|White Lions Badminton Club, 2011|
Friday was Quarter Finals day, when there were still some British players in contention. Two pairs made it to the quarter finals of the mixed doubles, but both were knocked out. Like cricket, rugby and other games devised by Brits, players from other parts of the world now beat us into the ground - in the case of badminton it's Far Eastern and South East Asian countries. China, Korea, Malaysia and Indonesia were represented in the finals, along with a lone pair from Denmark, the only European country apart from the UK that produces world class players. China tends to dominate - in the last 17 years, China has won the Women's Doubles in Birmingham in all but two years, when it was Korea that won. Nobody but China or Korea has won the Women's Doubles in this competition since 1981.
The event was definitely brought alive by plenty of representatives from those countries being present to support their teams, especially Malaysia and China. The Malaysians brought drums! The Men's Singles contenders have superstar status in their own countries and must find the anonymity of English streets a bit of a relief. The two men in the final produced interesting chants from my disinterested point of view, one having a name with three syllables equally emphasised within four beats (Lee! Chong! Wei! [rest]) and the other with just two, accompanied by three claps (Lin! Dan! [cha-cha cha]). Contrapuntal chanting from the crowd. Made me wonder about other people - Mr A's name has four syllables, which would work well with a football-style dotted rhythm, but my own name has three unequal syllables, so the emphasis would have to be iambic or something complicated. Funny what you think about when you spend six hours among strangers in a large stadium on a Sunday afternoon.
On Friday and Saturday one of my badminton mates was there too, and on Friday we sat together seeing as it wasn't full enough for ticket-holders to be filling every seat. I'd booked my tickets jolly early and had a fine view; she'd booked tickets without a very good view via Groupon for hardly any money but sat with me anyway (clearly, she got the better deal). We discussed many things as we sat watching, including the criteria for whom you support during a match. Obviously Brits are at the top of the list, followed by other Europeans, especially Danes. After that it is a complex formula that takes into account whether you've been to the country, played badminton on the street with the natives (she's done that, not me), whether the players are attractive, what they are wearing, how old they are (veterans often get my vote) and whether they play for China (they have enough advantages without our support).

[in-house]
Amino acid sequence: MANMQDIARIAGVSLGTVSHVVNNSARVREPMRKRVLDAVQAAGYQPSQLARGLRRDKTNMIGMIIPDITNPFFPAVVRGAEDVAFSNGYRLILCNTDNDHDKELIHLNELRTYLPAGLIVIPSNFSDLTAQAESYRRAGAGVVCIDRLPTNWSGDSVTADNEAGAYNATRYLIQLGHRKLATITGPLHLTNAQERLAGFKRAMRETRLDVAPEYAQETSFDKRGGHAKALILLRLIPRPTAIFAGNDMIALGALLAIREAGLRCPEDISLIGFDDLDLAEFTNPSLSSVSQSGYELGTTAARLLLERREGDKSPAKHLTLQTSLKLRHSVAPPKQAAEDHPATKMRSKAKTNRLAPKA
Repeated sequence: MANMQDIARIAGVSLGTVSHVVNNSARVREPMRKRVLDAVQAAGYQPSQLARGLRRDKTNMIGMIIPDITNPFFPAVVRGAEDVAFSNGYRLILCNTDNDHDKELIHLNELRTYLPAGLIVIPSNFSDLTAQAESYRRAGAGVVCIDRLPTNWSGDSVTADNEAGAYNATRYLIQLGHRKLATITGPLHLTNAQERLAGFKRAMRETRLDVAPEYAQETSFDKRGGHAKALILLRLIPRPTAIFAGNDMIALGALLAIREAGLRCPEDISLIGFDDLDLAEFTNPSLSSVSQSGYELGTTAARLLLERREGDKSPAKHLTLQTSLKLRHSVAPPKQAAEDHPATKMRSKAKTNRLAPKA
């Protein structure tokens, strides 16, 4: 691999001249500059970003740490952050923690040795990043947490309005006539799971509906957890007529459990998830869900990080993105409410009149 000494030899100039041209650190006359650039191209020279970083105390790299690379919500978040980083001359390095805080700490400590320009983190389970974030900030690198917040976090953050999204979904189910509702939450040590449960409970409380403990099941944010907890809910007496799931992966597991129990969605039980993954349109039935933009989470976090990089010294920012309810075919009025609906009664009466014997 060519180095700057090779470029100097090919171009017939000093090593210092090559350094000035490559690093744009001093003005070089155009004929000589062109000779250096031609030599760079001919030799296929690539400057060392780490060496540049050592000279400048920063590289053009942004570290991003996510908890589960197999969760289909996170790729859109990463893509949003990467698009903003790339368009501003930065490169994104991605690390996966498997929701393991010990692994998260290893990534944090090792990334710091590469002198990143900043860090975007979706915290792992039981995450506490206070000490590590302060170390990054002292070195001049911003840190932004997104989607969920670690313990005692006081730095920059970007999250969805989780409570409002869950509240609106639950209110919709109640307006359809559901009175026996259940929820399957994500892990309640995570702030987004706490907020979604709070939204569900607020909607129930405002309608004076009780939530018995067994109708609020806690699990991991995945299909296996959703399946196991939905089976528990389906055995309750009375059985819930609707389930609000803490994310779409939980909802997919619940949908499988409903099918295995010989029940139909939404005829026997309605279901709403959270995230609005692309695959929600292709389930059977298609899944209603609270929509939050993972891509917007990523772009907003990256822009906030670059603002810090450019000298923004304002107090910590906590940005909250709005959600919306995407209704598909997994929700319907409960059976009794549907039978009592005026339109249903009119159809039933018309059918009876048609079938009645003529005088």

On Saturday and Sunday I was surrounded by members of an Irish badminton club, who'd brought an Irish flag which they put on display throughout despite there being no Irish players in the competition at all. They conformed to every Irish stereotype, including the flag, the heavy drinking, the 'crac', the lack of inhibition and the catchphrases ("JAYsus would ya look at him!"). Every now and then they would randomly shout "Come on Ireland!" to no-one in particular.
Apparently, the weather over the weekend was positively balmy. I didn't see any of it.